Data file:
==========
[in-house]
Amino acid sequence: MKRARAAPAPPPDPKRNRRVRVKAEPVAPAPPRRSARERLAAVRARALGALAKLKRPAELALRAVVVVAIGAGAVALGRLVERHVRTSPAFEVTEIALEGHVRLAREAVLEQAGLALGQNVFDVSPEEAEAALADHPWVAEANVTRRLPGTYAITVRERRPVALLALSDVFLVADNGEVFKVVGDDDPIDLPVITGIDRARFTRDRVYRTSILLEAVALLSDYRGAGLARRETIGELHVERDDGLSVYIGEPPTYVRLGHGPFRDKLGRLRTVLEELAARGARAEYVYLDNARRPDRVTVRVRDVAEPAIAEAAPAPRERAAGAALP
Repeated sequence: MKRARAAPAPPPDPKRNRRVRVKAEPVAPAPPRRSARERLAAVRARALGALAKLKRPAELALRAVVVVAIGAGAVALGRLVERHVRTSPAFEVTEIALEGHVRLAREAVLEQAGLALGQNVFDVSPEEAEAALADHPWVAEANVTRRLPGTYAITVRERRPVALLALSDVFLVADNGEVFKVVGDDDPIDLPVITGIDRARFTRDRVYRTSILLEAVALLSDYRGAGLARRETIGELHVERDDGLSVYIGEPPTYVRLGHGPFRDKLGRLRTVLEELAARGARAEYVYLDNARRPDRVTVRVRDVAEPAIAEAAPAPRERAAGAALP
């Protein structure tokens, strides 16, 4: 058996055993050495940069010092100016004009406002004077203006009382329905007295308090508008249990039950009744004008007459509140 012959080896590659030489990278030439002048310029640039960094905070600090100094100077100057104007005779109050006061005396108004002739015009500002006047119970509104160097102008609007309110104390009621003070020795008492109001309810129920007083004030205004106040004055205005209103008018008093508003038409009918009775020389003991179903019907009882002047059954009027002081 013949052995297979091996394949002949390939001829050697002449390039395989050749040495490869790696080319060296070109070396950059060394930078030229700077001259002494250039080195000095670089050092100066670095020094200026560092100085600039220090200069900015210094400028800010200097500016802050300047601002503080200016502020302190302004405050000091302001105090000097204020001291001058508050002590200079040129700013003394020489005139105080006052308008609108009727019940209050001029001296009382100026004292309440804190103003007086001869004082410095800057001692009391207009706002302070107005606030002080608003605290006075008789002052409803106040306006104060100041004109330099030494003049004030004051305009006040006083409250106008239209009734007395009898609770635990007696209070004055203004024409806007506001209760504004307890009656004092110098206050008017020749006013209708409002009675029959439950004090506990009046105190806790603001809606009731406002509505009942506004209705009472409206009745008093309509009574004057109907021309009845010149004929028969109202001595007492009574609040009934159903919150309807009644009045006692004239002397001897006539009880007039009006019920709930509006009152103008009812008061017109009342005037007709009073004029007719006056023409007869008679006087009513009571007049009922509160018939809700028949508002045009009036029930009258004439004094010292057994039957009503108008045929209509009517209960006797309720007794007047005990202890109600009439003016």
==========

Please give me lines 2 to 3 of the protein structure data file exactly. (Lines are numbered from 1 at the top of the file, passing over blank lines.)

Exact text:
Amino acid sequence: MKRARAAPAPPPDPKRNRRVRVKAEPVAPAPPRRSARERLAAVRARALGALAKLKRPAELALRAVVVVAIGAGAVALGRLVERHVRTSPAFEVTEIALEGHVRLAREAVLEQAGLALGQNVFDVSPEEAEAALADHPWVAEANVTRRLPGTYAITVRERRPVALLALSDVFLVADNGEVFKVVGDDDPIDLPVITGIDRARFTRDRVYRTSILLEAVALLSDYRGAGLARRETIGELHVERDDGLSVYIGEPPTYVRLGHGPFRDKLGRLRTVLEELAARGARAEYVYLDNARRPDRVTVRVRDVAEPAIAEAAPAPRERAAGAALP
Repeated sequence: MKRARAAPAPPPDPKRNRRVRVKAEPVAPAPPRRSARERLAAVRARALGALAKLKRPAELALRAVVVVAIGAGAVALGRLVERHVRTSPAFEVTEIALEGHVRLAREAVLEQAGLALGQNVFDVSPEEAEAALADHPWVAEANVTRRLPGTYAITVRERRPVALLALSDVFLVADNGEVFKVVGDDDPIDLPVITGIDRARFTRDRVYRTSILLEAVALLSDYRGAGLARRETIGELHVERDDGLSVYIGEPPTYVRLGHGPFRDKLGRLRTVLEELAARGARAEYVYLDNARRPDRVTVRVRDVAEPAIAEAAPAPRERAAGAALP